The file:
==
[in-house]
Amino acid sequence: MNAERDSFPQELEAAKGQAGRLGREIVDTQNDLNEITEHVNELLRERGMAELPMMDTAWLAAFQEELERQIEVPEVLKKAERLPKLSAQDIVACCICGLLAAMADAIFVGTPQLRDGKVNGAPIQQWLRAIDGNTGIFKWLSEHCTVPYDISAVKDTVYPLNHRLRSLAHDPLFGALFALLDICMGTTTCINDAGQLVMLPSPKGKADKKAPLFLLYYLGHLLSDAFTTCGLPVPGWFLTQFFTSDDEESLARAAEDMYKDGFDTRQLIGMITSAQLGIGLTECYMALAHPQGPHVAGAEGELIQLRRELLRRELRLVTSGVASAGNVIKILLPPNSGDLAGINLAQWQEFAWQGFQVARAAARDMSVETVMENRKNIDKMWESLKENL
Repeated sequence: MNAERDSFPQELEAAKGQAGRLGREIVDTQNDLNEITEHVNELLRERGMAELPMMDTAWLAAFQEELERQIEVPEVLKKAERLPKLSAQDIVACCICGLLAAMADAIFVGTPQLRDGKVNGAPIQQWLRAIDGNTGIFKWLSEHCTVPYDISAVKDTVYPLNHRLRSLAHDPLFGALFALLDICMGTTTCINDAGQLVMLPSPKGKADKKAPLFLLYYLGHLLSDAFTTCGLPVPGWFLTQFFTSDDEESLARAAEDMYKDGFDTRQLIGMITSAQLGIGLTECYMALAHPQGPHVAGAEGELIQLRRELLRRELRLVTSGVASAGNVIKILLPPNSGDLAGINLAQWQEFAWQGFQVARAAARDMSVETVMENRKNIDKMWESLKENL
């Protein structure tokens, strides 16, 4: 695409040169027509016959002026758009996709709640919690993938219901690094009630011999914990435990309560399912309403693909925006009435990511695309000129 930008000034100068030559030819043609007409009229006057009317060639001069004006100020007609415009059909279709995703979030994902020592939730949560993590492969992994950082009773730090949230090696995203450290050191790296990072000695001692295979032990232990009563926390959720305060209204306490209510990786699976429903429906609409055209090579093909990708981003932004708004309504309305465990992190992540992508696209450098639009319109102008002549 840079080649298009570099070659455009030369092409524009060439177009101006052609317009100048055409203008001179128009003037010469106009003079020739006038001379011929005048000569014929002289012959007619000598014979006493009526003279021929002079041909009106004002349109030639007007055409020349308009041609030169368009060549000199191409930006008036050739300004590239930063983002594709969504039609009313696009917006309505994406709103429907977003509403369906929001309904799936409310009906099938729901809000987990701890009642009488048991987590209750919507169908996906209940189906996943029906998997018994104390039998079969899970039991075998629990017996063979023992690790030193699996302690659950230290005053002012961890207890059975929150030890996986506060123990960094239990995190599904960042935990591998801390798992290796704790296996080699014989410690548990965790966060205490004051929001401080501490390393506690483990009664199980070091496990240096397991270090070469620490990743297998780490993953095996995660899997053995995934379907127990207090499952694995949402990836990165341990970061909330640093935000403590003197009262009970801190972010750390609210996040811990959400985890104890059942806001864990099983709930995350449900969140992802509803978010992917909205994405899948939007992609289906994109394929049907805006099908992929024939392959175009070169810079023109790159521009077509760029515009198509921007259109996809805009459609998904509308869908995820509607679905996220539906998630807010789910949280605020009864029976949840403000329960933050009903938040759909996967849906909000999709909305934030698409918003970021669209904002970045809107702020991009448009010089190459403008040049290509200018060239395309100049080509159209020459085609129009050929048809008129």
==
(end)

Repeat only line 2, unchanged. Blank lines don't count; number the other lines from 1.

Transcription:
Amino acid sequence: MNAERDSFPQELEAAKGQAGRLGREIVDTQNDLNEITEHVNELLRERGMAELPMMDTAWLAAFQEELERQIEVPEVLKKAERLPKLSAQDIVACCICGLLAAMADAIFVGTPQLRDGKVNGAPIQQWLRAIDGNTGIFKWLSEHCTVPYDISAVKDTVYPLNHRLRSLAHDPLFGALFALLDICMGTTTCINDAGQLVMLPSPKGKADKKAPLFLLYYLGHLLSDAFTTCGLPVPGWFLTQFFTSDDEESLARAAEDMYKDGFDTRQLIGMITSAQLGIGLTECYMALAHPQGPHVAGAEGELIQLRRELLRRELRLVTSGVASAGNVIKILLPPNSGDLAGINLAQWQEFAWQGFQVARAAARDMSVETVMENRKNIDKMWESLKENL